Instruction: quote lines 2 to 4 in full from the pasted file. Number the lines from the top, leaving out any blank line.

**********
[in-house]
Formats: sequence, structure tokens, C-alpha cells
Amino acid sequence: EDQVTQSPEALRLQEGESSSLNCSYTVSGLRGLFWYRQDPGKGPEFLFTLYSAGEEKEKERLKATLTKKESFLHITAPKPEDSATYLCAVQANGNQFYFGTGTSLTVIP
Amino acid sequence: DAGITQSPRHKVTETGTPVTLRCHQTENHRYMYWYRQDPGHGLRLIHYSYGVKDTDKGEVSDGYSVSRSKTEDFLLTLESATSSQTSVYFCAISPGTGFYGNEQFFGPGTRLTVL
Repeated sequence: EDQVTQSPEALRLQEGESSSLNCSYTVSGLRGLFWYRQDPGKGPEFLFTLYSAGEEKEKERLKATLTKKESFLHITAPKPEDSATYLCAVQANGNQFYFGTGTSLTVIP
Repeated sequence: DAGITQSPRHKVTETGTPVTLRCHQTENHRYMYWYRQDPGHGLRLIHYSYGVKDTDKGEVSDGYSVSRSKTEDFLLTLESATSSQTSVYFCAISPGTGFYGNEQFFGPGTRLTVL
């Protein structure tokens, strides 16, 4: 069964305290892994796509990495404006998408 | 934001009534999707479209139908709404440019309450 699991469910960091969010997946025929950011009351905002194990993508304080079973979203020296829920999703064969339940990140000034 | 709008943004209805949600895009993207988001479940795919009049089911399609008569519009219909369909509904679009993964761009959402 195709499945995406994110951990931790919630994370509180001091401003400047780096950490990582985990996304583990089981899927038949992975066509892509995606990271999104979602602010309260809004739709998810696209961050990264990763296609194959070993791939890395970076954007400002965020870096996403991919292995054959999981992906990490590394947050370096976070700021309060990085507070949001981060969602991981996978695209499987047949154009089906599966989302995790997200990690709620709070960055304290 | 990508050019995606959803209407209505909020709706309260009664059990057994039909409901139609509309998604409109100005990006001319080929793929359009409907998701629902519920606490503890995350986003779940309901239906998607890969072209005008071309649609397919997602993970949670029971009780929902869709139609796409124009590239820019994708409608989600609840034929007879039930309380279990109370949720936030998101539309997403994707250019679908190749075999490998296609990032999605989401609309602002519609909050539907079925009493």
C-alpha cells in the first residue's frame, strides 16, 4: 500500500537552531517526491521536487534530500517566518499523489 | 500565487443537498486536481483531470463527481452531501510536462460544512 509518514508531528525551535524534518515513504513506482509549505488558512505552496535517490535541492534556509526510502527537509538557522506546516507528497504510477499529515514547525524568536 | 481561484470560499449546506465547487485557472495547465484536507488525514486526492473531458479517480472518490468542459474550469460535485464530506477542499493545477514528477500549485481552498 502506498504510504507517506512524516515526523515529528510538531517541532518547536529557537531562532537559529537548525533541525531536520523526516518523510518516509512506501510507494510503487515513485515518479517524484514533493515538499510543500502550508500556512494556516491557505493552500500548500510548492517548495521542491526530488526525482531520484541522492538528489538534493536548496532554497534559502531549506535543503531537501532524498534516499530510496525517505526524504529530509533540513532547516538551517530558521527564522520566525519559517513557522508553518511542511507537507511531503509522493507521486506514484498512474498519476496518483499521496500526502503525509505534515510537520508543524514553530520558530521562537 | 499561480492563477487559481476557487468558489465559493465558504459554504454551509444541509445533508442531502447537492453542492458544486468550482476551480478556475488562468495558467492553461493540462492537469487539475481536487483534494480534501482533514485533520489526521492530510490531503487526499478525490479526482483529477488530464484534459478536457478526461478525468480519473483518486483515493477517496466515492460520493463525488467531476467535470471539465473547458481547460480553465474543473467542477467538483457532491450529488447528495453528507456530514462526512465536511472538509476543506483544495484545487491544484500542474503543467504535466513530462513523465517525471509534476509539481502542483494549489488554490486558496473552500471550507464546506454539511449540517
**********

Formats: sequence, structure tokens, C-alpha cells
Amino acid sequence: EDQVTQSPEALRLQEGESSSLNCSYTVSGLRGLFWYRQDPGKGPEFLFTLYSAGEEKEKERLKATLTKKESFLHITAPKPEDSATYLCAVQANGNQFYFGTGTSLTVIP
Amino acid sequence: DAGITQSPRHKVTETGTPVTLRCHQTENHRYMYWYRQDPGHGLRLIHYSYGVKDTDKGEVSDGYSVSRSKTEDFLLTLESATSSQTSVYFCAISPGTGFYGNEQFFGPGTRLTVL